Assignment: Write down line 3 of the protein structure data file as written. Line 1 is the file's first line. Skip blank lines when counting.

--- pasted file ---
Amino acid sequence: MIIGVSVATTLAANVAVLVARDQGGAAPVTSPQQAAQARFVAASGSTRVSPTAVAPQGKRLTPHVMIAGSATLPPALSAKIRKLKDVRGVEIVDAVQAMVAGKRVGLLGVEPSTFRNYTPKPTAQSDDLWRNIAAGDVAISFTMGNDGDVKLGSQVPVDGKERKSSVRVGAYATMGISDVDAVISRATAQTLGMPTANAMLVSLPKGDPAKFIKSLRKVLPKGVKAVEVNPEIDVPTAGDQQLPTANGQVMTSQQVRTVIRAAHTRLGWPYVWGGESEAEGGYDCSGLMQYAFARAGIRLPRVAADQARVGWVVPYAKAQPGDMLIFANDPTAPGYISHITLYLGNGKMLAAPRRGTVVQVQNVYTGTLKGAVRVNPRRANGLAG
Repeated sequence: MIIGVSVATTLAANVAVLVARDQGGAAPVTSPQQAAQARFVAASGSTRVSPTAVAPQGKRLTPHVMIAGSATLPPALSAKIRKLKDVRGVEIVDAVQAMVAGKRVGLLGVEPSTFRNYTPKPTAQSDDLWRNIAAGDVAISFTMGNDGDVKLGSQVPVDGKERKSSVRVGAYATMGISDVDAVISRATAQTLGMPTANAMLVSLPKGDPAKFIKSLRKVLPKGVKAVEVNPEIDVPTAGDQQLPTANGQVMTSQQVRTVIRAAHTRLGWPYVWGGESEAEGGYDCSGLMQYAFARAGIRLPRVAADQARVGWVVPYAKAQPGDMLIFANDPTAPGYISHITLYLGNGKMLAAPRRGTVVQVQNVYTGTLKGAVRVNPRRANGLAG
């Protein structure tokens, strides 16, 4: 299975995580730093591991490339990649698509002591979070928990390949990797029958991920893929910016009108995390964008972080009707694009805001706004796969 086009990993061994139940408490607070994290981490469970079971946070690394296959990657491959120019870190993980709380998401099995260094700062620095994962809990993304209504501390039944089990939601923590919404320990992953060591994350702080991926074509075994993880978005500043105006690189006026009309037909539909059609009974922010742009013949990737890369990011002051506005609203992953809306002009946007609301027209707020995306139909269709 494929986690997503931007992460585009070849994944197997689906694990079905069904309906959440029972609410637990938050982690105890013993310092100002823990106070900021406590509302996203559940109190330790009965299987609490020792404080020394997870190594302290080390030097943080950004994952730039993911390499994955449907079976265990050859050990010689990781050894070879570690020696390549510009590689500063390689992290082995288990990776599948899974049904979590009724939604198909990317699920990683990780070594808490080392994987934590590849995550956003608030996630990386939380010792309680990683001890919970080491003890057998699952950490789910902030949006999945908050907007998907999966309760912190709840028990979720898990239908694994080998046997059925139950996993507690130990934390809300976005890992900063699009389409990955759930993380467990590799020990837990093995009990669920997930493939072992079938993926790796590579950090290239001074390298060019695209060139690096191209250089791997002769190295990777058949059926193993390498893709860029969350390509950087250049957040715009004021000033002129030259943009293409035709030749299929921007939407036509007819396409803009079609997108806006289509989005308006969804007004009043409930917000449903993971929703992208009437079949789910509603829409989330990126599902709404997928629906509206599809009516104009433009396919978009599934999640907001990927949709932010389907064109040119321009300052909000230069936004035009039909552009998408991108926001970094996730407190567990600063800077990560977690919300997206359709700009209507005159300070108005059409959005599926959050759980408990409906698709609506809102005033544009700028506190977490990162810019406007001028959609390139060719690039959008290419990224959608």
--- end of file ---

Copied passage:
């Protein structure tokens, strides 16, 4: 299975995580730093591991490339990649698509002591979070928990390949990797029958991920893929910016009108995390964008972080009707694009805001706004796969 086009990993061994139940408490607070994290981490469970079971946070690394296959990657491959120019870190993980709380998401099995260094700062620095994962809990993304209504501390039944089990939601923590919404320990992953060591994350702080991926074509075994993880978005500043105006690189006026009309037909539909059609009974922010742009013949990737890369990011002051506005609203992953809306002009946007609301027209707020995306139909269709 494929986690997503931007992460585009070849994944197997689906694990079905069904309906959440029972609410637990938050982690105890013993310092100002823990106070900021406590509302996203559940109190330790009965299987609490020792404080020394997870190594302290080390030097943080950004994952730039993911390499994955449907079976265990050859050990010689990781050894070879570690020696390549510009590689500063390689992290082995288990990776599948899974049904979590009724939604198909990317699920990683990780070594808490080392994987934590590849995550956003608030996630990386939380010792309680990683001890919970080491003890057998699952950490789910902030949006999945908050907007998907999966309760912190709840028990979720898990239908694994080998046997059925139950996993507690130990934390809300976005890992900063699009389409990955759930993380467990590799020990837990093995009990669920997930493939072992079938993926790796590579950090290239001074390298060019695209060139690096191209250089791997002769190295990777058949059926193993390498893709860029969350390509950087250049957040715009004021000033002129030259943009293409035709030749299929921007939407036509007819396409803009079609997108806006289509989005308006969804007004009043409930917000449903993971929703992208009437079949789910509603829409989330990126599902709404997928629906509206599809009516104009433009396919978009599934999640907001990927949709932010389907064109040119321009300052909000230069936004035009039909552009998408991108926001970094996730407190567990600063800077990560977690919300997206359709700009209507005159300070108005059409959005599926959050759980408990409906698709609506809102005033544009700028506190977490990162810019406007001028959609390139060719690039959008290419990224959608």